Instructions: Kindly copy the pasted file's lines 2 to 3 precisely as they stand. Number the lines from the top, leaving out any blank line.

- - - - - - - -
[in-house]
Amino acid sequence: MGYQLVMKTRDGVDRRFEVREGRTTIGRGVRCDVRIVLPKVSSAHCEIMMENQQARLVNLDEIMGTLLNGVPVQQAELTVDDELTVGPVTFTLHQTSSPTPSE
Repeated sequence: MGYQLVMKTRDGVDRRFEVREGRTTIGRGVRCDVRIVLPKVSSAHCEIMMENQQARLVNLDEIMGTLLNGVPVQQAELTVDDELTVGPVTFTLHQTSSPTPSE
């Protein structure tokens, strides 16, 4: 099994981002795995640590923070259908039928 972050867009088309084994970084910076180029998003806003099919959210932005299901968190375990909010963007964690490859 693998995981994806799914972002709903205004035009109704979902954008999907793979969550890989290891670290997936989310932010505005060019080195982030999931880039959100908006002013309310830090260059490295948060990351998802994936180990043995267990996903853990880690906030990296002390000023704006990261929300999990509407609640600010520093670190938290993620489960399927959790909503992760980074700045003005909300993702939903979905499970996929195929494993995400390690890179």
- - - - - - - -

Amino acid sequence: MGYQLVMKTRDGVDRRFEVREGRTTIGRGVRCDVRIVLPKVSSAHCEIMMENQQARLVNLDEIMGTLLNGVPVQQAELTVDDELTVGPVTFTLHQTSSPTPSE
Repeated sequence: MGYQLVMKTRDGVDRRFEVREGRTTIGRGVRCDVRIVLPKVSSAHCEIMMENQQARLVNLDEIMGTLLNGVPVQQAELTVDDELTVGPVTFTLHQTSSPTPSE